Check out Brene Brown’s brilliant short on empathy.

Sometimes, all our loved ones need when they are in pain is to be heard; to be given a space with someone they trust to express how they are feeling.  Sometimes, however, they may need some extra support or professional help.

CSAM IS HERE TO HELP

If you or someone you love might benefit from acceptance and commitment therapy (ACT), cognitive behavioral therapy (CBT), or biofeedback for anxiety, depression, stress, or PTSD, or if you would like more information about our therapy services, please contact us at (858) 354-4077 or at csamsandiego@gmail.com.

REFERENCES:
Brown, B.  (2013, Dec 10).  Brené Brown on empathy. Retrieved from https://www.youtube.com/watch?v=1Evwgu369Jw

 

That Which Fuels the Fire of Anxiety: Unhelpful Thinking Patterns

Jill Stoddard

By Lauren Helm, M.A.

 

 

We’ve all felt it at some point in our lives (likely many times over, in fact), though perhaps it manifested in different ways. You may have noticed the rapidly increasing pitter-patter of your heart, the fast, constricted breaths, the growing tension in your shoulders and neck, clammy hands, or maybe a funny feeling in the pit of your stomach. The experience of anxiety is unpleasant, to say the least, and as it builds, it certainly has a way of getting our attention.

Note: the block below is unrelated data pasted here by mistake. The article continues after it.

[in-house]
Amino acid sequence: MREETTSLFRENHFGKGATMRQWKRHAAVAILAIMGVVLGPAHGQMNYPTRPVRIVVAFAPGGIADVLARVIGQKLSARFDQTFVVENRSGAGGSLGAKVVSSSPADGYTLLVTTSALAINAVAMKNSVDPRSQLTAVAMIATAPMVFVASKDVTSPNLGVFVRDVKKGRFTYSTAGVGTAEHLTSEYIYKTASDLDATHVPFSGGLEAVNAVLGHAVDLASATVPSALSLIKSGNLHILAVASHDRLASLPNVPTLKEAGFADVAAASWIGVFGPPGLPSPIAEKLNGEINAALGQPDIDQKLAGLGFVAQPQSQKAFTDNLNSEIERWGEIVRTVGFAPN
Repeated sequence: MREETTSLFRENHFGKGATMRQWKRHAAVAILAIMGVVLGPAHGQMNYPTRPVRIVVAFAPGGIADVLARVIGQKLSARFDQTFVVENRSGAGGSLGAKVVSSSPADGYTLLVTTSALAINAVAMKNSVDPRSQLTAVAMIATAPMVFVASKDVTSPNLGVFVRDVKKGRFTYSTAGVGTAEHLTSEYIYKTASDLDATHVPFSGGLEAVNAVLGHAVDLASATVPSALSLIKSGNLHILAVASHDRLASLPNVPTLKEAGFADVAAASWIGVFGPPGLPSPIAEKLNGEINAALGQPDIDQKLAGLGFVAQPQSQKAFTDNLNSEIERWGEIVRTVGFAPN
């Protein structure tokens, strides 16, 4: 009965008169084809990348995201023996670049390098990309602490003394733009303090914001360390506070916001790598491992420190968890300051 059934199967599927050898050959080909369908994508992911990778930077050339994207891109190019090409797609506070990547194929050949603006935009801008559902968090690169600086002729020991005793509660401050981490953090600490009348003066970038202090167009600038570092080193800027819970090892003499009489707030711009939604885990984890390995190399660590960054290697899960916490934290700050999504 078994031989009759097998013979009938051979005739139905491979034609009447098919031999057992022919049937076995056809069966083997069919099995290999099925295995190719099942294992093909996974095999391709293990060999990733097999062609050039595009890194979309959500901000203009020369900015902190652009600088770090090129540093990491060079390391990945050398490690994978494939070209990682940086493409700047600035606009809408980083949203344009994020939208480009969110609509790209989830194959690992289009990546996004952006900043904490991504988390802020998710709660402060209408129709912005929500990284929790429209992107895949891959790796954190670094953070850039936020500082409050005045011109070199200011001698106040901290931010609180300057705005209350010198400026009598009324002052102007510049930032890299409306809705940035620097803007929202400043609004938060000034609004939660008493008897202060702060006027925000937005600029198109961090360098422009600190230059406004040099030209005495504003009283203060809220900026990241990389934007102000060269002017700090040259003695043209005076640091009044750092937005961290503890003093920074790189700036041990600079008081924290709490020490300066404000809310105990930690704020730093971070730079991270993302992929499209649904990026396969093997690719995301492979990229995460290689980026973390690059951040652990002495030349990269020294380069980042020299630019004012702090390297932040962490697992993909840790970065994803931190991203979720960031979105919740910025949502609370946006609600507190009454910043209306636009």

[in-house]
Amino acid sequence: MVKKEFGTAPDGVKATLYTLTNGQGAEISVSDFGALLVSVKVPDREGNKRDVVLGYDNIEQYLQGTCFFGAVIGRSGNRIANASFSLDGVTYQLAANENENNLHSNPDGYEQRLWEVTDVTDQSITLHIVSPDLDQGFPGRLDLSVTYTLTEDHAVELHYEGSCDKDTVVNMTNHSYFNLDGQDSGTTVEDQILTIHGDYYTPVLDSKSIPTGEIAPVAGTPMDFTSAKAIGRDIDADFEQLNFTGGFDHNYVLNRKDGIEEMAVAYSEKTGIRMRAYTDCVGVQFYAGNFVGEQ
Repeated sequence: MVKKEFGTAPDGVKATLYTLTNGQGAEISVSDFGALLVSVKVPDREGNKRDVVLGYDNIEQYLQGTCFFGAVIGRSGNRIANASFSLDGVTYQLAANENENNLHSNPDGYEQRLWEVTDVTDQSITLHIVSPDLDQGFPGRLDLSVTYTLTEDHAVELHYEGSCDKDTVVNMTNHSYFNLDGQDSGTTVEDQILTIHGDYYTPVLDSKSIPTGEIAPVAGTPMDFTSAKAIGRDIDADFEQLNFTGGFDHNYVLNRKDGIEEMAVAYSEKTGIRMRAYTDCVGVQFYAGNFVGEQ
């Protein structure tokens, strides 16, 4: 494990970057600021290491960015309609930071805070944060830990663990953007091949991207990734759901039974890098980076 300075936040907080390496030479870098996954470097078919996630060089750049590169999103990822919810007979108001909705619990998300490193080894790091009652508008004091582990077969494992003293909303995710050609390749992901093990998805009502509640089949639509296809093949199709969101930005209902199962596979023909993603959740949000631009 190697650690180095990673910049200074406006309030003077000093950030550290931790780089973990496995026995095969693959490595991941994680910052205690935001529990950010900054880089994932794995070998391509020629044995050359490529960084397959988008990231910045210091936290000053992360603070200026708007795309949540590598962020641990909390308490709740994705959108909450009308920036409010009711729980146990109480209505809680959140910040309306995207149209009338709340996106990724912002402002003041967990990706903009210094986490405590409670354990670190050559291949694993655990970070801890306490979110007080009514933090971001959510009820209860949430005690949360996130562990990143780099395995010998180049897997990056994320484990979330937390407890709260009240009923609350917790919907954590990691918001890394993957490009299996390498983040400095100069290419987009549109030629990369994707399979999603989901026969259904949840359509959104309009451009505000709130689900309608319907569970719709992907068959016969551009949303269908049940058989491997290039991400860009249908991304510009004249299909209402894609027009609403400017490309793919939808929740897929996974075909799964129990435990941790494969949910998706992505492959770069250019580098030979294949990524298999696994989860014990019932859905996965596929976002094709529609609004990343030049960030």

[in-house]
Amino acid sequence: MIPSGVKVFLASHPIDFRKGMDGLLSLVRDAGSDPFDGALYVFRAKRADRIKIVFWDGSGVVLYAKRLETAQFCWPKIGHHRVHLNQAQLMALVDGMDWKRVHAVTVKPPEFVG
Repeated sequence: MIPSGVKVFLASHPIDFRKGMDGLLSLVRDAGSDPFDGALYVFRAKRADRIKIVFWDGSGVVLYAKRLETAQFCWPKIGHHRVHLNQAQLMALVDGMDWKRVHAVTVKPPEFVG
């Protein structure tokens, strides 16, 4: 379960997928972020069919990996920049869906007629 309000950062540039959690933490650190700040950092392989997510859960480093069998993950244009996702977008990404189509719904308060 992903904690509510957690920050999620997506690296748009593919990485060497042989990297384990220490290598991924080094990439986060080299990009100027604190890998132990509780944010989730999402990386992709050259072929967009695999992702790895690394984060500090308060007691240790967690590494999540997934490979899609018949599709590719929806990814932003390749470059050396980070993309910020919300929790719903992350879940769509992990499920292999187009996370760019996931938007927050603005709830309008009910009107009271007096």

Why do we experience these uncomfortable sensations that we call anxiety? From an evolutionary perspective, fear and anxiety (two related but slightly different emotions) have a function: they keep us alive. More specifically, fear and anxiety are emotions that occur in response to a perceived threat. When we believe that something may harm us or is dangerous, we feel these emotions and they motivate us to protect ourselves from the danger, typically either by avoiding or escaping the threat. Without fear or anxiety, we may not react to truly dangerous situations in an adaptive way, and thus not survive as a species. Imagine walking along and crossing paths with a Grizzly Bear. Would it be helpful to feel no fear, and to run up and hug it? Obviously for most of us, this would not end well! Our emotions give us invaluable information about the environment and about what actions we should take, based on how we feel.